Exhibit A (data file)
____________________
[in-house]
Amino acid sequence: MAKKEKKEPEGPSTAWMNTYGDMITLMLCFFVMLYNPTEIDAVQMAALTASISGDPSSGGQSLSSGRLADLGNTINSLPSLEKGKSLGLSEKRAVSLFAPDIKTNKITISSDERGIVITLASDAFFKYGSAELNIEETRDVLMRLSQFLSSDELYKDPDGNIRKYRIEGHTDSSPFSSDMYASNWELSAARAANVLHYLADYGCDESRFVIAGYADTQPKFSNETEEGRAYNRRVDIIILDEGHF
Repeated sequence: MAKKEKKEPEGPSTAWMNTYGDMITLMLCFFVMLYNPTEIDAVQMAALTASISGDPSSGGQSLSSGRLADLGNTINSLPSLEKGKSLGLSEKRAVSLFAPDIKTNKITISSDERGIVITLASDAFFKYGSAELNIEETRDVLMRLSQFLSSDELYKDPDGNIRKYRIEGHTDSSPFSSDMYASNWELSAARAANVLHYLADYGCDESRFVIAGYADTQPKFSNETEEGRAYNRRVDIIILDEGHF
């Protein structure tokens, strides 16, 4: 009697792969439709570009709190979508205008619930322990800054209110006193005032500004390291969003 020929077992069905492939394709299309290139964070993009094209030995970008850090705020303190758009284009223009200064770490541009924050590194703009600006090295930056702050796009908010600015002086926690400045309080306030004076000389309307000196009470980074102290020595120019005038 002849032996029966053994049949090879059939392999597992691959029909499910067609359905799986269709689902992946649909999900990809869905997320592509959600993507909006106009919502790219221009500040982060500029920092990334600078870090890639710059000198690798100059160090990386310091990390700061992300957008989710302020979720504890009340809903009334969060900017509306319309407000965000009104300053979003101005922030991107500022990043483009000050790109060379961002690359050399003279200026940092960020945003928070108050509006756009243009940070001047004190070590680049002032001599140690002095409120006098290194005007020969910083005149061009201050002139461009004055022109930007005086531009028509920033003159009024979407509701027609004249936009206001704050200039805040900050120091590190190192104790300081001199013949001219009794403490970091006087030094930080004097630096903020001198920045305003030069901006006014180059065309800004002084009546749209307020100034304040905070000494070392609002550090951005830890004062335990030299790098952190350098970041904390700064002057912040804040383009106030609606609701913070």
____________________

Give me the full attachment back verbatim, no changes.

[in-house]
Amino acid sequence: MAKKEKKEPEGPSTAWMNTYGDMITLMLCFFVMLYNPTEIDAVQMAALTASISGDPSSGGQSLSSGRLADLGNTINSLPSLEKGKSLGLSEKRAVSLFAPDIKTNKITISSDERGIVITLASDAFFKYGSAELNIEETRDVLMRLSQFLSSDELYKDPDGNIRKYRIEGHTDSSPFSSDMYASNWELSAARAANVLHYLADYGCDESRFVIAGYADTQPKFSNETEEGRAYNRRVDIIILDEGHF
Repeated sequence: MAKKEKKEPEGPSTAWMNTYGDMITLMLCFFVMLYNPTEIDAVQMAALTASISGDPSSGGQSLSSGRLADLGNTINSLPSLEKGKSLGLSEKRAVSLFAPDIKTNKITISSDERGIVITLASDAFFKYGSAELNIEETRDVLMRLSQFLSSDELYKDPDGNIRKYRIEGHTDSSPFSSDMYASNWELSAARAANVLHYLADYGCDESRFVIAGYADTQPKFSNETEEGRAYNRRVDIIILDEGHF
């Protein structure tokens, strides 16, 4: 009697792969439709570009709190979508205008619930322990800054209110006193005032500004390291969003 020929077992069905492939394709299309290139964070993009094209030995970008850090705020303190758009284009223009200064770490541009924050590194703009600006090295930056702050796009908010600015002086926690400045309080306030004076000389309307000196009470980074102290020595120019005038 002849032996029966053994049949090879059939392999597992691959029909499910067609359905799986269709689902992946649909999900990809869905997320592509959600993507909006106009919502790219221009500040982060500029920092990334600078870090890639710059000198690798100059160090990386310091990390700061992300957008989710302020979720504890009340809903009334969060900017509306319309407000965000009104300053979003101005922030991107500022990043483009000050790109060379961002690359050399003279200026940092960020945003928070108050509006756009243009940070001047004190070590680049002032001599140690002095409120006098290194005007020969910083005149061009201050002139461009004055022109930007005086531009028509920033003159009024979407509701027609004249936009206001704050200039805040900050120091590190190192104790300081001199013949001219009794403490970091006087030094930080004097630096903020001198920045305003030069901006006014180059065309800004002084009546749209307020100034304040905070000494070392609002550090951005830890004062335990030299790098952190350098970041904390700064002057912040804040383009106030609606609701913070």